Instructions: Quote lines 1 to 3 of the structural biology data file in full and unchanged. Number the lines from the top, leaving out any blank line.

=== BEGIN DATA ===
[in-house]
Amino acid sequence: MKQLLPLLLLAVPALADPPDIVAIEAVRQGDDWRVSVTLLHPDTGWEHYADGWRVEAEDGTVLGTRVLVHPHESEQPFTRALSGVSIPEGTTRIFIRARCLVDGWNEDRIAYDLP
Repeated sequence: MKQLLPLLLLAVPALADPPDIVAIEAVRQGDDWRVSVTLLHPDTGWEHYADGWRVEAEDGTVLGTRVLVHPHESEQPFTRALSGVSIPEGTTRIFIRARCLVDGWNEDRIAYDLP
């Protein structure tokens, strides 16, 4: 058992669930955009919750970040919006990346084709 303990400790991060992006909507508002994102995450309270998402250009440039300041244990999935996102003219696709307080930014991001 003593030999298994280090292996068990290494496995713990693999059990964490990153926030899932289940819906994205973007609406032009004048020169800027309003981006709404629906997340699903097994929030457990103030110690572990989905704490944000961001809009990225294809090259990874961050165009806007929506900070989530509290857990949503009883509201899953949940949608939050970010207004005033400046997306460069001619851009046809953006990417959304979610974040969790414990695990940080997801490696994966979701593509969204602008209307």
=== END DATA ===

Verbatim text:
[in-house]
Amino acid sequence: MKQLLPLLLLAVPALADPPDIVAIEAVRQGDDWRVSVTLLHPDTGWEHYADGWRVEAEDGTVLGTRVLVHPHESEQPFTRALSGVSIPEGTTRIFIRARCLVDGWNEDRIAYDLP
Repeated sequence: MKQLLPLLLLAVPALADPPDIVAIEAVRQGDDWRVSVTLLHPDTGWEHYADGWRVEAEDGTVLGTRVLVHPHESEQPFTRALSGVSIPEGTTRIFIRARCLVDGWNEDRIAYDLP